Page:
Objective: To assess incidence of uterine rupture in scarred and unscarred uteri and its maternal and fetal complications in a nationwide design.
Design: Population-based cohort study.
Setting: All 98 maternity units in The Netherlands.
Population: All women delivering in The Netherlands between August 2004 and August 2006 (n = 371,021).
Methods: Women with uterine rupture were prospectively collected using a web-based notification system. Data from all pregnant women in The Netherlands during the study period were obtained from Dutch population-based registers. Results were stratified by uterine scar.
Main outcome measures: Population-based incidences, severe maternal and neonatal morbidity and mortality, relative and absolute risk estimates.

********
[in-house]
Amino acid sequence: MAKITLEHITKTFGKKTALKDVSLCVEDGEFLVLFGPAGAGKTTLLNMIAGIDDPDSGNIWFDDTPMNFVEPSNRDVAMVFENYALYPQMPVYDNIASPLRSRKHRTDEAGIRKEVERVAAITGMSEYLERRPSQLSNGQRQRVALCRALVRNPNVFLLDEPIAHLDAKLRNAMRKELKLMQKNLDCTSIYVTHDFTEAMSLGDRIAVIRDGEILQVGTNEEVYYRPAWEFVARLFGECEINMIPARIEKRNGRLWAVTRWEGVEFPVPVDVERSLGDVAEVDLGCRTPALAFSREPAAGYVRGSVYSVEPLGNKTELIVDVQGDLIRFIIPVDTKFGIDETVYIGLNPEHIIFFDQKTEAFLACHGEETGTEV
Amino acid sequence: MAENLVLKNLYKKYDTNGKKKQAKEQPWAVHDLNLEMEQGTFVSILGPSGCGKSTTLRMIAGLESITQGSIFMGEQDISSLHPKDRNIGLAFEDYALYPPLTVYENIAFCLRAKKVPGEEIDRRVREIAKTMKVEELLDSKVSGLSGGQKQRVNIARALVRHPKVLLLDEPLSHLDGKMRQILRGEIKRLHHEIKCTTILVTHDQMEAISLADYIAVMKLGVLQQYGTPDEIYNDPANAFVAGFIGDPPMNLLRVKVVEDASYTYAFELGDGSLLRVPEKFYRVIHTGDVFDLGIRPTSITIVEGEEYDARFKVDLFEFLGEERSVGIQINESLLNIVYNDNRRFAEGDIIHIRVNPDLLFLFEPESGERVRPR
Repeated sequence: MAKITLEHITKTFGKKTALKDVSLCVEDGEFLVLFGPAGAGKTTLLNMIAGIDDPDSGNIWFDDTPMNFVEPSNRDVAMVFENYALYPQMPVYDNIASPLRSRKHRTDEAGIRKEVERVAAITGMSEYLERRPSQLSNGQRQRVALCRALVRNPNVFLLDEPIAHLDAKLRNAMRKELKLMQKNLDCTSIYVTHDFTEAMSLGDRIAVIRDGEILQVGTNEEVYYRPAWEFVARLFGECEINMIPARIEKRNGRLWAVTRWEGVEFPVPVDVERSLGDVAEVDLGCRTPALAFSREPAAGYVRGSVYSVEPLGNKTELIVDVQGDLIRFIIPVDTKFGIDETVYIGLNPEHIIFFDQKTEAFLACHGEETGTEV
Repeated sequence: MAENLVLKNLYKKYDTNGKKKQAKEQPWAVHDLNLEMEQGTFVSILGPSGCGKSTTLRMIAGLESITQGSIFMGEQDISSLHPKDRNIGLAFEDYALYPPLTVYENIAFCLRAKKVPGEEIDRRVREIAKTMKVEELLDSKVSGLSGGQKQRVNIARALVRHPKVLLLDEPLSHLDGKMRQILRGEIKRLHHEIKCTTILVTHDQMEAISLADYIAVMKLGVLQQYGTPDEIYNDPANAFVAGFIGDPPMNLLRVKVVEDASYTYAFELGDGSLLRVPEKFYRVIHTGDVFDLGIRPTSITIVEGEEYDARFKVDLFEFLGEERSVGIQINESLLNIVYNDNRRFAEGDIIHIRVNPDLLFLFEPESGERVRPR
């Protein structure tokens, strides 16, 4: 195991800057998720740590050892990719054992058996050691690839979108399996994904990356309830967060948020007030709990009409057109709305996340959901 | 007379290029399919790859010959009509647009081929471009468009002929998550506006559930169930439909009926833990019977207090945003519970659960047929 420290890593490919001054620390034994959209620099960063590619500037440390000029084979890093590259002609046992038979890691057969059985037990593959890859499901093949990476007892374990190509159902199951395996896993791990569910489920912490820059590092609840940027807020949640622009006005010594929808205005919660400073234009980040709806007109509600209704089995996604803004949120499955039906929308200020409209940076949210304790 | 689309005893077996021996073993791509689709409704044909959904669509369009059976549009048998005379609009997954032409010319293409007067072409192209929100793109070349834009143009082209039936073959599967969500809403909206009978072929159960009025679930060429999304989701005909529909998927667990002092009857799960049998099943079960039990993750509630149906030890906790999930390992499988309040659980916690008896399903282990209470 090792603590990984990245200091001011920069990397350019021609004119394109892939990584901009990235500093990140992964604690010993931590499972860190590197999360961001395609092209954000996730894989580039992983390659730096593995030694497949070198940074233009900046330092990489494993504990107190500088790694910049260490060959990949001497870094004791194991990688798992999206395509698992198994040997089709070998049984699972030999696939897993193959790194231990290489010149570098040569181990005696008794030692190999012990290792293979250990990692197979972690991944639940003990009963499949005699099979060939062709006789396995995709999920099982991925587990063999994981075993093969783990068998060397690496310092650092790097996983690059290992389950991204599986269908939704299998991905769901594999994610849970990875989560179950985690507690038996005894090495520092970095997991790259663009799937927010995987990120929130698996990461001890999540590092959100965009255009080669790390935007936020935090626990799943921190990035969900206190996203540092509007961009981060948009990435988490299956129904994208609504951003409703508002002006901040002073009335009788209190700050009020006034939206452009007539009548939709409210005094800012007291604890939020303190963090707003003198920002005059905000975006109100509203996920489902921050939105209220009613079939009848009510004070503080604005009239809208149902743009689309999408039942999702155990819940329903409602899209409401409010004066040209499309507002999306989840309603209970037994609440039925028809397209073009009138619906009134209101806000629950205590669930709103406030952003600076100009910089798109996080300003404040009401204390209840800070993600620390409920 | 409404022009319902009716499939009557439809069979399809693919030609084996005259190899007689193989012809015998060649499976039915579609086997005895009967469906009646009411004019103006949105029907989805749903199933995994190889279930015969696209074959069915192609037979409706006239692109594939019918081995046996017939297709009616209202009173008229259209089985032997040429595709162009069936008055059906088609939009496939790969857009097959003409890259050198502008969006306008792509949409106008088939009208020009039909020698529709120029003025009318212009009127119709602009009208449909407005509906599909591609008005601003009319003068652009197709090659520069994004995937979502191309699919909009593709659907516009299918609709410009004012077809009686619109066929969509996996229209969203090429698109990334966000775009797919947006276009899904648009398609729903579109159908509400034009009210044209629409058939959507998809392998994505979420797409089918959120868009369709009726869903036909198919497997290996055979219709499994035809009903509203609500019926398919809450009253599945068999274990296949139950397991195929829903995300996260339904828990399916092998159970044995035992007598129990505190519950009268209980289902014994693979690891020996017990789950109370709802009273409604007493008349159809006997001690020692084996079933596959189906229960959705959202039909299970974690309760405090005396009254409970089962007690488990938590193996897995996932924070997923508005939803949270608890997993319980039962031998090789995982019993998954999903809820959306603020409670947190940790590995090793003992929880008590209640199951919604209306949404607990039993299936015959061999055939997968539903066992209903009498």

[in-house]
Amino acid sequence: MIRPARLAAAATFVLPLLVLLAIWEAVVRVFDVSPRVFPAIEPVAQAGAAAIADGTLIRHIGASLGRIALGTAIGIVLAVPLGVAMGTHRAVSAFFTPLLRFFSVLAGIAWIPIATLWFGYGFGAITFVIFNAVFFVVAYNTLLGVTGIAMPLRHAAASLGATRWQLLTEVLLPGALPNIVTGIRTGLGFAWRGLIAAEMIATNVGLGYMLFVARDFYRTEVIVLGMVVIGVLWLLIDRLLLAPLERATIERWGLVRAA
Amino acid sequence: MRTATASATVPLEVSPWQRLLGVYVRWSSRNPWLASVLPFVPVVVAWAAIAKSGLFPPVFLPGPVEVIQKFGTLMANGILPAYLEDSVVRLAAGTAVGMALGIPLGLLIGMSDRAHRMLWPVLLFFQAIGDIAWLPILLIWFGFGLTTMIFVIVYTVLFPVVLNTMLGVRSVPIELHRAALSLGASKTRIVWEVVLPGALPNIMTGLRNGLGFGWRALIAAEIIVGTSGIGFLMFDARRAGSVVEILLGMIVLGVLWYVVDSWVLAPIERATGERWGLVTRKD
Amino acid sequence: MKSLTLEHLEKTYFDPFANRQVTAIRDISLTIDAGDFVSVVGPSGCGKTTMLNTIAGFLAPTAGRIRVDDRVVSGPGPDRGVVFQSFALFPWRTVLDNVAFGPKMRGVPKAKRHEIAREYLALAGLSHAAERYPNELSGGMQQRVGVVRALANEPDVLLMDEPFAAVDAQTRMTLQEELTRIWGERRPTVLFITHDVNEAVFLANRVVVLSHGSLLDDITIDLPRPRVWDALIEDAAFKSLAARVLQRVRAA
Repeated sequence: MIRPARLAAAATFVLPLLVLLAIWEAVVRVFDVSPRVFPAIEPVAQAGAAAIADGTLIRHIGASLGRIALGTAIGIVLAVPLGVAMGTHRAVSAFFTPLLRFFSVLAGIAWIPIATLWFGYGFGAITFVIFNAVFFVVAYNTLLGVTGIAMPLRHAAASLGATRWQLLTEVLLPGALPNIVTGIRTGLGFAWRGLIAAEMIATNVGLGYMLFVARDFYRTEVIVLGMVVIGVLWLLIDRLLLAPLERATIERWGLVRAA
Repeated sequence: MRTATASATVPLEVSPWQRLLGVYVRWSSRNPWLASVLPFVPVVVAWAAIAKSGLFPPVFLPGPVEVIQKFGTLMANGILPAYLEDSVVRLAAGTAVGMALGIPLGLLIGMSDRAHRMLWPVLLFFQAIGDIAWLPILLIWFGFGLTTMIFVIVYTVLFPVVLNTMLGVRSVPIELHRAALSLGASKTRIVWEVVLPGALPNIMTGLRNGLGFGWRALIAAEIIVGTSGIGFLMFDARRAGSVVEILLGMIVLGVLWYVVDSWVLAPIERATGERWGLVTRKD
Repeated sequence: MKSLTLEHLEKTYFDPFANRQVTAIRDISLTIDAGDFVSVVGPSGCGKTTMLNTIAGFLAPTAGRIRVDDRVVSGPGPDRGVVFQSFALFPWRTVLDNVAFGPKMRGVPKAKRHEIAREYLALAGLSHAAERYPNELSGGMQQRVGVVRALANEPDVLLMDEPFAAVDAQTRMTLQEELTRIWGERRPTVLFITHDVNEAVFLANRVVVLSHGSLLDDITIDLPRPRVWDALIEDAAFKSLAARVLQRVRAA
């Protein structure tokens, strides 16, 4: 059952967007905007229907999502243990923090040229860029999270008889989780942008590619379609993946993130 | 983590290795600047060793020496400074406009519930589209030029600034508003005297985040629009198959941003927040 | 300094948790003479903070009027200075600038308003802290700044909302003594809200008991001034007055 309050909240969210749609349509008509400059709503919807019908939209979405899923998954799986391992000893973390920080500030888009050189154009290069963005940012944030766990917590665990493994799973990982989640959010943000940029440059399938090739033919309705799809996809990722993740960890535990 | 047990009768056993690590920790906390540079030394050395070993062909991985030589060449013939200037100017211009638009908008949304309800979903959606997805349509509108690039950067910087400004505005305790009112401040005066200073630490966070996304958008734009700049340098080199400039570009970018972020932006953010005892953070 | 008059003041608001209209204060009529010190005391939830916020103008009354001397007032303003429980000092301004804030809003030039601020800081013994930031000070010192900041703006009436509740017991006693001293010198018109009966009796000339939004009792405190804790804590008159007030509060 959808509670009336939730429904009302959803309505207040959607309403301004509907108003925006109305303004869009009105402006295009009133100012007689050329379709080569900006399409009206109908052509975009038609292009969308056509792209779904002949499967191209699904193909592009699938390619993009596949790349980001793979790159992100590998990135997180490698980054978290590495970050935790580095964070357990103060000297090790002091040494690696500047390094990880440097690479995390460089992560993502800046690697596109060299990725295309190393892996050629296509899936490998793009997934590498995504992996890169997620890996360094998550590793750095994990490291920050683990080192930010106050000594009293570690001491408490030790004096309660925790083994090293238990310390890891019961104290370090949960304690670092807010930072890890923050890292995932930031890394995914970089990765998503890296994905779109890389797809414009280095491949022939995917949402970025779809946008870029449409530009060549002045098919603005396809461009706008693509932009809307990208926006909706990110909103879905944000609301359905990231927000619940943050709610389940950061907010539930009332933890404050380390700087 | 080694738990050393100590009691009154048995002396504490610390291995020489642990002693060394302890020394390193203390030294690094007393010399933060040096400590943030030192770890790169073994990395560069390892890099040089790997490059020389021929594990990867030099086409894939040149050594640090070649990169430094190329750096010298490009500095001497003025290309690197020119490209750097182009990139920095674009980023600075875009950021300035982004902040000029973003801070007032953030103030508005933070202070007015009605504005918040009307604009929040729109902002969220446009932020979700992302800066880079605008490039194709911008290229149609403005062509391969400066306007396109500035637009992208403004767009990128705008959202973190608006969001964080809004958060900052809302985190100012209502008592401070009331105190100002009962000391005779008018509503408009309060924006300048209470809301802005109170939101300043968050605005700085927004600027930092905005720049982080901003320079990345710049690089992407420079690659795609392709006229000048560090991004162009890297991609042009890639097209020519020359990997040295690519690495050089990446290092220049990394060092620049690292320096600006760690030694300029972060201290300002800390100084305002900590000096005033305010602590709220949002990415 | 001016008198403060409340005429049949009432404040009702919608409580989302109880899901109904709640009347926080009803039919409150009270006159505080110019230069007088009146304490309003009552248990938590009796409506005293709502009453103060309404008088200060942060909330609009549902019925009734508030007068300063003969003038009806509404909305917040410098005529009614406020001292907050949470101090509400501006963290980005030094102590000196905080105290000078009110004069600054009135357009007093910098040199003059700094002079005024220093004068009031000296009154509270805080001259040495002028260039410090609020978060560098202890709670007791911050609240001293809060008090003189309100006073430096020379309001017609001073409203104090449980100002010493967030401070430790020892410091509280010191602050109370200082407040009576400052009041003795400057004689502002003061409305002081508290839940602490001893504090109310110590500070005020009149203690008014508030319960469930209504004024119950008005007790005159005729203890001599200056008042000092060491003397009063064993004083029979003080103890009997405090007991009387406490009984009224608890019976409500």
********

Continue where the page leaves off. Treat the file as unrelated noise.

Results: There were 210 cases of uterine rupture (5.9 per 10,000 pregnancies). Of these women, 183 (87.1%) had a uterine scar, incidences being 5.1 and 0.8 per 10,000 in women with and without uterine scar. No maternal deaths and 18 cases of perinatal death (8.7%) occurred. The overall absolute risk of uterine rupture was 1 in 1709. In univariate analysis, women with a prior caesarean, epidural anaesthesia, induction of labour (irrespective of agents used), pre- or post-term pregnancy, overweight, non-Western ethnic background and advanced age had an elevated risk of uterine rupture. The overall relative risk of induction of labour was 3.6 (95% confidence interval 2.7-4.8).
Conclusion: The population-based incidence of uterine rupture in The Netherlands is comparable with other Western countries. Although much attention is paid to scar rupture associated with uterotonic agents, 13% of ruptures occurred in unscarred uteri and 72% occurred during spontaneous labour.